Business Week reported opinion polls show the Party of Regions, a group that formerly oversaw the Soviet republic in conjunction with the Communists and is connected to current President Viktor Yanukovych, winning the parliamentary majority.
Voice of America reports many Ukrainians see this election as an opportunity to test the level of democracy Ukraine has risen to in comparison with its former Soviet neighbors Russia and Belarus. Voice of America also stated that opposition challenges to Yanukovych may call his authoritarian power into question.
Voice of America reports that as many as 3,500 foreign observers have arrived in Ukraine to oversee the voting process of the country whose population is only 46-million.
Ukrainians appear skeptical of voting methods according to Voice of America who cited a poll from earlier this month where 47 percent of those asked thought voting obstacles could have enough of an impact as to affect the eventual election outcome.
Police told Kare 11 that four people were shot early Saturday morning as a Franklin Avenue bar was closing.
The Star Tribune reports Sgt. Steve McCarty of the Minneapolis police said two women and two men were hit by the shots.
Police also told Kare 11 that bouncers were working to empty the club using a chemical irritant spray when the shooter opened fire outside.
None of the injuries are life threatening and no suspects have been arrested as of present, reports the Star Tribune.
The University of Minnesota chose to not renew a lease at its equine center with a service group for people with disabilities, reports the Minnesota Daily.
The nonprofit organization We Can Ride, which offers therapeutic horseback sessions for disabled children and adults, had been using the U's Leatherdale Equine Center since its opening year in 2007, reports the Daily.
The U chose to not extend the lease, which expires Oct. 31, due to accreditation and space issues, cited the Daily from a letter to program participants penned by the U's College of Veterinary Medicine Dean Trevor Ames.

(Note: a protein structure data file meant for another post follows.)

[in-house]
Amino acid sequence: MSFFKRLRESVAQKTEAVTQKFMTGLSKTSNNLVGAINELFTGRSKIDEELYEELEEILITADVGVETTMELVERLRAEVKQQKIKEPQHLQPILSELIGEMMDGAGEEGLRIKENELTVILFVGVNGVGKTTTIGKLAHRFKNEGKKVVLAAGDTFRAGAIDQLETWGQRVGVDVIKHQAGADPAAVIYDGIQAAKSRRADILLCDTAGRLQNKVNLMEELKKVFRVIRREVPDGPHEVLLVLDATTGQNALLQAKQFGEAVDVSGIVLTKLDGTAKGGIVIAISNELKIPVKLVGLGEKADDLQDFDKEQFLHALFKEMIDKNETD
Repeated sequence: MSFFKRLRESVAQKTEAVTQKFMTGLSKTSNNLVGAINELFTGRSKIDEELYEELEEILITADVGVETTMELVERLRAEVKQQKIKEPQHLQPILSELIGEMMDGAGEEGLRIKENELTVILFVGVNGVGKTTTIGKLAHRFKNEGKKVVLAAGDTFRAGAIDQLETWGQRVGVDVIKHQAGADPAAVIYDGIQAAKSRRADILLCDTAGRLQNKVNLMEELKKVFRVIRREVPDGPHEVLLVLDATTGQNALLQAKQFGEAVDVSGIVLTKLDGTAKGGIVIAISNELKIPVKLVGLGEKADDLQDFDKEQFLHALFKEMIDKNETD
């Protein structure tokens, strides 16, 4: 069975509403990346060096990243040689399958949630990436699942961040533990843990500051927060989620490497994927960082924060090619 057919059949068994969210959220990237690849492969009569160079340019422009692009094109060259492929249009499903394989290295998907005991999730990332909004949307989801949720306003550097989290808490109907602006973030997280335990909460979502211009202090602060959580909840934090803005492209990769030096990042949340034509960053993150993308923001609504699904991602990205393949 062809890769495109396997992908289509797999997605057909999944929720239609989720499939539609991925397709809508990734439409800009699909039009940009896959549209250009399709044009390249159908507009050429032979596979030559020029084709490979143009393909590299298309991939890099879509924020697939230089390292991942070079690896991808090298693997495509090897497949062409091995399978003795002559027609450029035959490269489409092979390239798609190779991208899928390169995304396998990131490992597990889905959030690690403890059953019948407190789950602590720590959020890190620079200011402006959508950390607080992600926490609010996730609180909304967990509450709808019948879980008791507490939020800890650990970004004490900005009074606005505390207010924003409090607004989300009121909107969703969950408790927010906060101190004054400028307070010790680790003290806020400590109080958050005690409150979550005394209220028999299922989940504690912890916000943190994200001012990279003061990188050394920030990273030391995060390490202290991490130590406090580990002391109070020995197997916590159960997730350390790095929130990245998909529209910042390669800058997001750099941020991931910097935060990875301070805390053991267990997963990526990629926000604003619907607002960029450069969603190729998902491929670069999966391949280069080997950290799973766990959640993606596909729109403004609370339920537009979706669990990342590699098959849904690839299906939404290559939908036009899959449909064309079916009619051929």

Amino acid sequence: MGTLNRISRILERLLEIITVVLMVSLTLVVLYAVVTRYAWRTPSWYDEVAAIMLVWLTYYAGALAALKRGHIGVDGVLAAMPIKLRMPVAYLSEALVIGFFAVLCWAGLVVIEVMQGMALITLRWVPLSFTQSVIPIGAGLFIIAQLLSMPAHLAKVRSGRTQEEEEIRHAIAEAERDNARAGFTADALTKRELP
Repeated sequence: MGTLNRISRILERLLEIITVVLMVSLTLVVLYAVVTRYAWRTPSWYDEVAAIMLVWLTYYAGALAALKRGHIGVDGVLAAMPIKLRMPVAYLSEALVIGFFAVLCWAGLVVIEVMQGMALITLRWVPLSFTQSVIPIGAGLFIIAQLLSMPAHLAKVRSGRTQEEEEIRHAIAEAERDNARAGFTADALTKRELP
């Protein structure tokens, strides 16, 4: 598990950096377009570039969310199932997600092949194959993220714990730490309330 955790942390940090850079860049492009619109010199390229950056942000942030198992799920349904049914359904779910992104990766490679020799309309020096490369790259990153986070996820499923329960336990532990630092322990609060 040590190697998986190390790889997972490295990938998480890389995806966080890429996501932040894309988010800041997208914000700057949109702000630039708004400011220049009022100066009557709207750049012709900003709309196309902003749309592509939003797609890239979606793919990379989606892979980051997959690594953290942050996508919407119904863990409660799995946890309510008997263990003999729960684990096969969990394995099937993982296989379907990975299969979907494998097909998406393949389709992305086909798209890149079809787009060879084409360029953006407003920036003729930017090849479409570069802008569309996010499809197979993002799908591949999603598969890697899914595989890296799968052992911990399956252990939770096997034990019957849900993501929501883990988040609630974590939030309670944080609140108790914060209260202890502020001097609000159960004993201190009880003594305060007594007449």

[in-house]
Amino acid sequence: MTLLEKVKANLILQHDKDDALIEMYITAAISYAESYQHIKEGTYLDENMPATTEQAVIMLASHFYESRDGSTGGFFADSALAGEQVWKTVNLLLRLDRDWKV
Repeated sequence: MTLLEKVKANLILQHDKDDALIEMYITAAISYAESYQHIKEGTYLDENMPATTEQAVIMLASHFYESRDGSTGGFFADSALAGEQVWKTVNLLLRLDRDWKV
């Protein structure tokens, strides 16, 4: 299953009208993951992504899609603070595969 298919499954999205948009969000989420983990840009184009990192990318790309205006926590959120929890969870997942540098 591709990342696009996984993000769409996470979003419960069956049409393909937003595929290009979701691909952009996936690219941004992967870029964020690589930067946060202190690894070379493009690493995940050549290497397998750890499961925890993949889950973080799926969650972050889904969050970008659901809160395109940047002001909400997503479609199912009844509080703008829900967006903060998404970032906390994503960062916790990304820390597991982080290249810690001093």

To honor their time spent at the U, We Can Ride will host an appreciation event Oct. 20 from six to eight p.m. at the University equine center, according to their website.
Justin Paquette of the University's Academic Health Center told the Minnesota Daily demand for space at the Equine Center is increasing alongside growth of equine research and studies at the U.
We Can Ride will continue offering services for riders, though they will relocate in November to Hastings, Minn. reports the Minnesota Daily. The new location will be approximately 30 miles from its current home at the Equine Center.
According to the Minnesota Daily, the decision reached between the University and We Can Ride was ultimately considered friendly by both sides.
A recently enacted municipal ordinance bans eating at sites of "particular historic, artistic, architectonic and cultural value" in Rome, Italy, reports the New York Times.
Sites covered by the ban include much of the city center and in particular landmarks such as the Colosseum, the Pantheon and the Spanish Steps, reports the New York Times.
The Huffington Post reports fines for violating the ordinance range from €25 to €500, or $32 to $645.
The ordinance also bans camping and "setting up makeshift beds" near monuments, reported the New York Times.
The municipal council member responsible for tourism in Rome, Antonio Gazzellone, admitted alcohol may have played a role in the regulation's adoption. "There were people camped out, and we were't able to move them," Gazzellone said to the New York Times.
Bans intended to guard the city's beauty are not new to Rome. In September, Roman officials removed and banned love locks attached to Ponte Milvio after already enacting a €50 fine to those caught attaching locks, reported the Huffington Post.
As the new law is written, it must be renewed at the end of the year to continue, reported the New York Times.
Gazzellone told the New York Times he hopes the law need not apply, "because it means that citizens and guests to Rome have understood how to behave. I hope we don't make a penny -- because it means the city is being respected in its beauty."
A former Central Intelligence Agency officer pleaded guilty Tuesday to one charge of disclosing the name of an undercover CIA agent, reported Reuters.